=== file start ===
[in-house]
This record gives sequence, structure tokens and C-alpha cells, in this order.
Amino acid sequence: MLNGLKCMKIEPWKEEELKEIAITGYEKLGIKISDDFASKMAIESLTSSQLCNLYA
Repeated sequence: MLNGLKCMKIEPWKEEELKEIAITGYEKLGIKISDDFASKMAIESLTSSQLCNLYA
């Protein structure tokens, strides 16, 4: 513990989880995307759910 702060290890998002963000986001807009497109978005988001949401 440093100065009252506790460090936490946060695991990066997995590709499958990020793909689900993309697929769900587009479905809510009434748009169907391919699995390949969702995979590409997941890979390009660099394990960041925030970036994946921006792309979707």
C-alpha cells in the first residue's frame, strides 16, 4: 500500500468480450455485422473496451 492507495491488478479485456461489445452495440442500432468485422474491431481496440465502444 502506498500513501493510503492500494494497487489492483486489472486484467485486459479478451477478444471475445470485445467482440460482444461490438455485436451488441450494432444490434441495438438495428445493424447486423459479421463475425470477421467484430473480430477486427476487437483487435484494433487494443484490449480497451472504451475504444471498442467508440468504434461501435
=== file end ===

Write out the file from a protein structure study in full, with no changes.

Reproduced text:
[in-house]
This record gives sequence, structure tokens and C-alpha cells, in this order.
Amino acid sequence: MLNGLKCMKIEPWKEEELKEIAITGYEKLGIKISDDFASKMAIESLTSSQLCNLYA
Repeated sequence: MLNGLKCMKIEPWKEEELKEIAITGYEKLGIKISDDFASKMAIESLTSSQLCNLYA
């Protein structure tokens, strides 16, 4: 513990989880995307759910 702060290890998002963000986001807009497109978005988001949401 440093100065009252506790460090936490946060695991990066997995590709499958990020793909689900993309697929769900587009479905809510009434748009169907391919699995390949969702995979590409997941890979390009660099394990960041925030970036994946921006792309979707």
C-alpha cells in the first residue's frame, strides 16, 4: 500500500468480450455485422473496451 492507495491488478479485456461489445452495440442500432468485422474491431481496440465502444 502506498500513501493510503492500494494497487489492483486489472486484467485486459479478451477478444471475445470485445467482440460482444461490438455485436451488441450494432444490434441495438438495428445493424447486423459479421463475425470477421467484430473480430477486427476487437483487435484494433487494443484490449480497451472504451475504444471498442467508440468504434461501435